BOI pledges up 156%; PH seeks China projects

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    LOPEZ

    The Board of Investments (BOI) recorded a 156-percent increase in investments in the first two months of 2021 to P121.9 billion from  P976 million in the same period in 2020 in what could be a good indication of resumption of confidence in the economy.

    Trade Secretary Ramon Lopez announced this in his remarks at the First Manila Forum for China-Philippines Relations organized by the Association for Philippines-China Understanding  and the Embassy of the People’s Republic of China to the Philippines,
    As he congratulated China on its  economy’s recovery, Lopez urged Chinese companies to explore a wide range of investment opportunities available in the country:  manufacturing of e-vehicles, e-bikes, and bicycles; light industries manufacturing for connectivity devices, bags, and textile manufacturing; and Internet of Things (IoT), smart manufacturing, and  artificial intelligence; among so many others.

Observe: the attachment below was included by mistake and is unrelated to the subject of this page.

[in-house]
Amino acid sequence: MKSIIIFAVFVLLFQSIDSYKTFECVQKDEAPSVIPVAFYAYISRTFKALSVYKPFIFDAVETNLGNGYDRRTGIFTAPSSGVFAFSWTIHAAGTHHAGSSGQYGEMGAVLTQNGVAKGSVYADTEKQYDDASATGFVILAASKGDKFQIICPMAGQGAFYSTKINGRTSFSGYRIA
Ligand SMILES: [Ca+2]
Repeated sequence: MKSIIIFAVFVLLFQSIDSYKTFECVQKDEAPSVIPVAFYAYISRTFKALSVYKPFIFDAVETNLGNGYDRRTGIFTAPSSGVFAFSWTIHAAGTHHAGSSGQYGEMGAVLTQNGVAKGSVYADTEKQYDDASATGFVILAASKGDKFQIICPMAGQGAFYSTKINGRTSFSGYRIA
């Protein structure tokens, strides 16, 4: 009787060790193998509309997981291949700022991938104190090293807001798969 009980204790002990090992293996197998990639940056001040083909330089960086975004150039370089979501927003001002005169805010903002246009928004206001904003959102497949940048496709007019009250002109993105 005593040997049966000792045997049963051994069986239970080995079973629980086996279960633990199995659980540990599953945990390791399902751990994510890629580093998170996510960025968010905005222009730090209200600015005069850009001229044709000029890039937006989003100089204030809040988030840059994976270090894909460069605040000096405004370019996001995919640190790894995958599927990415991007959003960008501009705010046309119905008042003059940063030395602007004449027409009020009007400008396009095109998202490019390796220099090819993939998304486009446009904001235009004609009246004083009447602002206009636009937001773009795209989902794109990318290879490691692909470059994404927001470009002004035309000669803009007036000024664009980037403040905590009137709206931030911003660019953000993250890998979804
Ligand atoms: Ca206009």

Lopez enumerated more recent investments from China in the Philippines: DITO Telecommunity, which is the country’s incoming major telecom operator; APF Group Holding Corp., producer of slabs and hot rolled coils in Misamis Oriental; Florida Blanca Steel Industries, an export producer of steel pipes in Pampanga; Liangan Power Corp., a renewable energy developer in Lanao del Norte and; Hydrocore which is developing the Ibulao Hydroelectric Project in the Ifugao Province.

    Lopez said  the Philippines also is   seeing signs of economic recovery as “we push for the gradual and calibrated reopening of our economy. “

    “Despite our GDP falling to 9.5 percent in 2020, we saw diminishing declines in the latter quarters of last year: from a record-low -16.5 percent in the second quarter to -11.5 percent in the third quarter and -8.3 percent in the fourth quarter,” he added.

    He also cited the steady rebound of the  Philippine Manufacturing Purchasing Managers’ Index in February  showing a 52.5 index, unchanged from January, from a huge decline at 31.6 last April 2020 at the height of the lock down.